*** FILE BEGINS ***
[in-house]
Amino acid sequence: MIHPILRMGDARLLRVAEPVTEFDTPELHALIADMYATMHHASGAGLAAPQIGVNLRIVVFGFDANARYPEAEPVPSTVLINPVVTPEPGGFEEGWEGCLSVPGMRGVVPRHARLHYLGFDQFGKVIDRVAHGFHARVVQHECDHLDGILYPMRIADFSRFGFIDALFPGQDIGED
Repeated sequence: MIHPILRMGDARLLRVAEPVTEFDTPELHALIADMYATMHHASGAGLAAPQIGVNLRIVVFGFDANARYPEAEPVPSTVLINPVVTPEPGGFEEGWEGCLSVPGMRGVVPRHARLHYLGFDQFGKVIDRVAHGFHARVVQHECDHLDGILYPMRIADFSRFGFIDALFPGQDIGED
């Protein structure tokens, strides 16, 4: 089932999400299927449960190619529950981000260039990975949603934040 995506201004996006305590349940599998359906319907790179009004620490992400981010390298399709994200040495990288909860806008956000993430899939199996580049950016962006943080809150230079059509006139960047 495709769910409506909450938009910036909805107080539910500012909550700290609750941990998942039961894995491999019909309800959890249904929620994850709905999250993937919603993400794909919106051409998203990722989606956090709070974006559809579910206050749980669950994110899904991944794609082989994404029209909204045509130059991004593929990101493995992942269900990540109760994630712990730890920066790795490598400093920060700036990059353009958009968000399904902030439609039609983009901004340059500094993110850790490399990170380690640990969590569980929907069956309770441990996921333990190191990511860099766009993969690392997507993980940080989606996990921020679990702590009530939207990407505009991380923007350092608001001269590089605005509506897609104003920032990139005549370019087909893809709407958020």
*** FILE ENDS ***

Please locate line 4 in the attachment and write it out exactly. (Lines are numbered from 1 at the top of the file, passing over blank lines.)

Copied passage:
């Protein structure tokens, strides 16, 4: 089932999400299927449960190619529950981000260039990975949603934040 995506201004996006305590349940599998359906319907790179009004620490992400981010390298399709994200040495990288909860806008956000993430899939199996580049950016962006943080809150230079059509006139960047 495709769910409506909450938009910036909805107080539910500012909550700290609750941990998942039961894995491999019909309800959890249904929620994850709905999250993937919603993400794909919106051409998203990722989606956090709070974006559809579910206050749980669950994110899904991944794609082989994404029209909204045509130059991004593929990101493995992942269900990540109760994630712990730890920066790795490598400093920060700036990059353009958009968000399904902030439609039609983009901004340059500094993110850790490399990170380690640990969590569980929907069956309770441990996921333990190191990511860099766009993969690392997507993980940080989606996990921020679990702590009530939207990407505009991380923007350092608001001269590089605005509506897609104003920032990139005549370019087909893809709407958020």